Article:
100 Notable Books of 2007 The New York Times Published 2 December 2007.

100 Notable Books of 2006 The New York Times Published 3 December 2006.

“100: Fiction and Poetry Notable Books of the Year.” New York Times (1923-Current file): 3. Dec 04 2005. ProQuest. Web. 27 Jan. 2015. [Note: This file also included non-fiction titles though that would not be implied from the document’s title. For inexplicable reasons, the 2005 Notable Books list was not available through The New York Times search function at nytimes.com and had to be downloaded through the ProQuest database which is a proprietary service that I accessed through the New York University library.]

100 Notable Books of 2004 The New York Times Published 5 December 2004.

Notable Books of 2003 The New York Times Published on 7 December 2003.

Notable Books of 2002 The New York Times Published 8 December 2002.

Notable Books of 2001 The New York Times Published 2 December 2001.

Notable Books of 2000 The New York Times Published 3 December 2000.

Notable Books of 1999 The New York Times Published 5 December 1999.

Notable Books of 1998 The New York Times Published 6 December 1998.

VIDA Count of books reviewed by the New York Times book review in 2010 VIDA Published 16 May 2011.

VIDA Count of books reviewed by the New York Times book review in 2011 VIDA Published 28 January 2012.

VIDA Count of books reviewed by the New York Times book review in 2012 VIDA Published 28 January 2013.

VIDA Count of books reviewed by the New York Times book review in 2013 VIDA Published 24 February 2014.

Sex Scenes of Male Novelists:  A Generational Comparison
Sex Scenes of Male Novelists: A Generational Comparison | Paula Scher
Male Authors and Sex-Differing Generational Attitudes and Attributes
Male Authors and Sex-Differing Generational Attitudes and Attributes | Paula Scher

Katie Roiphe wrote an excellent article – “The Naked and the Conflicted” – in the New York Times that tracks the treatment of sex by male novelists from writers like Norman Mailer, Philip Roth, and John Updike through to contemporary writers like Jonathan Franzen, Michael Chabon, and Benjamin Kunkel. The upshot is that newer male novelists do not include the exuberant, even extreme, sex that got previous male novelists in trouble, but at least made them interesting. The younger writers’ sex scenes involve a lot more cuddling if they have any sex scenes at all. It’s a good article, I recommend that you read it.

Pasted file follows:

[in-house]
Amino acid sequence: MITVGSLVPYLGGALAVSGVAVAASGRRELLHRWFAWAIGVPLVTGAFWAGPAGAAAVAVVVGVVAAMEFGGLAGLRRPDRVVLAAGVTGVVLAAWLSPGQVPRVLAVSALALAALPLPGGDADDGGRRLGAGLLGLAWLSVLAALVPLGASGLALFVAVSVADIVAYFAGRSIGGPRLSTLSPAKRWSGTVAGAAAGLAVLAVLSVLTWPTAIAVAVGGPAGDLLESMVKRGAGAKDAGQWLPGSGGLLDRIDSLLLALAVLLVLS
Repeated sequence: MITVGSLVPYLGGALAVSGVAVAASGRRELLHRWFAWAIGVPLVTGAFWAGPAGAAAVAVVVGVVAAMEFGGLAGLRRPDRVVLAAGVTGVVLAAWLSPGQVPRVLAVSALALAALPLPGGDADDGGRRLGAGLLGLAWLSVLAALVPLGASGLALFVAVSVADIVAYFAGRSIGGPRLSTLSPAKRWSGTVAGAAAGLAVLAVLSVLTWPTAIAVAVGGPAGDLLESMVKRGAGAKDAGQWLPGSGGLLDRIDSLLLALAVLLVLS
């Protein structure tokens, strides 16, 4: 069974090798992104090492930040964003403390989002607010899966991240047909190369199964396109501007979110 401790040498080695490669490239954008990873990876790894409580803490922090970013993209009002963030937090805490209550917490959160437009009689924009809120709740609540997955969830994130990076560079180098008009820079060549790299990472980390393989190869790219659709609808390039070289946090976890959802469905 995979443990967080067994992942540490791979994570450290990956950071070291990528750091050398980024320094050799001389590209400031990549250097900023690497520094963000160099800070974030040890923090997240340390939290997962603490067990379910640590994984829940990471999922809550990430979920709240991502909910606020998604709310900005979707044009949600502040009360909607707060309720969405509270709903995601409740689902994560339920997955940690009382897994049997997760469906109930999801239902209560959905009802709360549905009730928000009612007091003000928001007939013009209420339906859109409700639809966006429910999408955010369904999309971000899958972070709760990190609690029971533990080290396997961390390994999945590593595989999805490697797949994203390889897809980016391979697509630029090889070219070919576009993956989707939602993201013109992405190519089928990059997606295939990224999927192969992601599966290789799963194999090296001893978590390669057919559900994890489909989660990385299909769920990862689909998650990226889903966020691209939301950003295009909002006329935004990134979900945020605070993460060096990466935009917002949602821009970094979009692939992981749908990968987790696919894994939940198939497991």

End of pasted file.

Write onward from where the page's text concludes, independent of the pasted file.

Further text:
What works

I really like that an article about novels and plots – not something that easily lends itself to information graphics – includes not one, but two different visualizations. I also happen to like that they are magenta. It’s a story about sex – magenta is a good way to scream for attention.

What needs work

I don’t know about you, but these are probably only good as jokes. And joking with information graphics is just fine by me. I encourage it.

If one were to try to interpret these as graphics, though, I have a few recommendations. First, I would have ordered the authors in the same way on both visualizations. Right now they are mirror images and it makes it harder to follow the patterns. I think the graphic could have been funnier and more helpful if there had been an axis labeled with what constitutes sex, more sex, outrageous behavior. If you read the article, some of this becomes clear, but the graphic doesn’t stand on its own without the article. And the snake-y graphic just doesn’t do much at all. There is no reason for all the snakiness – just makes it hard to read which obscures the point. It might have even been funnier if each of the adjectives had been in its own bubble where the size of the bubble increased the more authors that could be described with that adjective.

References

Roiphe, Katie. (December 2009) The Naked and the Conflicted in The New York Times Sunday Book Review with graphics by Paula Scher.